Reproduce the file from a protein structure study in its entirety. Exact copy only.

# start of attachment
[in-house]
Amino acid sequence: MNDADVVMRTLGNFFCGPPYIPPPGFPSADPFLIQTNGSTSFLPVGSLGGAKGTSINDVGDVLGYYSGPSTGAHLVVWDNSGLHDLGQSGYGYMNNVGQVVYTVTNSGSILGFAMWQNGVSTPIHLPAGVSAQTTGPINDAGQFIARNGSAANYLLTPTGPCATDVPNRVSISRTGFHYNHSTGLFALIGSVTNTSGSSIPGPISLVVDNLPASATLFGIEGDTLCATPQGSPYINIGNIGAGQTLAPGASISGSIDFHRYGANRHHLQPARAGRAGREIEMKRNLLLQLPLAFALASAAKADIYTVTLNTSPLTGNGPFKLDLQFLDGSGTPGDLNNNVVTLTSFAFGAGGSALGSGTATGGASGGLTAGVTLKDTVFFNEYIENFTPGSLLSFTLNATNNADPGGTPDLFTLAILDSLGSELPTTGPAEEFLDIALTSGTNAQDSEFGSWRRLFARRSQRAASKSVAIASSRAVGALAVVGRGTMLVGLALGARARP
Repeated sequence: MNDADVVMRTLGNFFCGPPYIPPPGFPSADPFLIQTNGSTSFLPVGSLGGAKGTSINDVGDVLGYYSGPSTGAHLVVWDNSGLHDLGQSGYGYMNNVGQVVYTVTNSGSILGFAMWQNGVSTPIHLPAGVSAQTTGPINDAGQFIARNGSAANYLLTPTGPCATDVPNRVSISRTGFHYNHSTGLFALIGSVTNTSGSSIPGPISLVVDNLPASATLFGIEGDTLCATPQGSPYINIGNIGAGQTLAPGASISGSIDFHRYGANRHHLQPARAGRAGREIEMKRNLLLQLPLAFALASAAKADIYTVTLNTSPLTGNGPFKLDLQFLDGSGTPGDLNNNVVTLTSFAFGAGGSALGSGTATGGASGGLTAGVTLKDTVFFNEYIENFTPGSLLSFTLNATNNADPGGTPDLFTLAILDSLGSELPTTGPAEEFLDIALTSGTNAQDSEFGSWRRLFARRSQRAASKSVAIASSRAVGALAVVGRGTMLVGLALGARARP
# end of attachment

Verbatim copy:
[in-house]
Amino acid sequence: MNDADVVMRTLGNFFCGPPYIPPPGFPSADPFLIQTNGSTSFLPVGSLGGAKGTSINDVGDVLGYYSGPSTGAHLVVWDNSGLHDLGQSGYGYMNNVGQVVYTVTNSGSILGFAMWQNGVSTPIHLPAGVSAQTTGPINDAGQFIARNGSAANYLLTPTGPCATDVPNRVSISRTGFHYNHSTGLFALIGSVTNTSGSSIPGPISLVVDNLPASATLFGIEGDTLCATPQGSPYINIGNIGAGQTLAPGASISGSIDFHRYGANRHHLQPARAGRAGREIEMKRNLLLQLPLAFALASAAKADIYTVTLNTSPLTGNGPFKLDLQFLDGSGTPGDLNNNVVTLTSFAFGAGGSALGSGTATGGASGGLTAGVTLKDTVFFNEYIENFTPGSLLSFTLNATNNADPGGTPDLFTLAILDSLGSELPTTGPAEEFLDIALTSGTNAQDSEFGSWRRLFARRSQRAASKSVAIASSRAVGALAVVGRGTMLVGLALGARARP
Repeated sequence: MNDADVVMRTLGNFFCGPPYIPPPGFPSADPFLIQTNGSTSFLPVGSLGGAKGTSINDVGDVLGYYSGPSTGAHLVVWDNSGLHDLGQSGYGYMNNVGQVVYTVTNSGSILGFAMWQNGVSTPIHLPAGVSAQTTGPINDAGQFIARNGSAANYLLTPTGPCATDVPNRVSISRTGFHYNHSTGLFALIGSVTNTSGSSIPGPISLVVDNLPASATLFGIEGDTLCATPQGSPYINIGNIGAGQTLAPGASISGSIDFHRYGANRHHLQPARAGRAGREIEMKRNLLLQLPLAFALASAAKADIYTVTLNTSPLTGNGPFKLDLQFLDGSGTPGDLNNNVVTLTSFAFGAGGSALGSGTATGGASGGLTAGVTLKDTVFFNEYIENFTPGSLLSFTLNATNNADPGGTPDLFTLAILDSLGSELPTTGPAEEFLDIALTSGTNAQDSEFGSWRRLFARRSQRAASKSVAIASSRAVGALAVVGRGTMLVGLALGARARP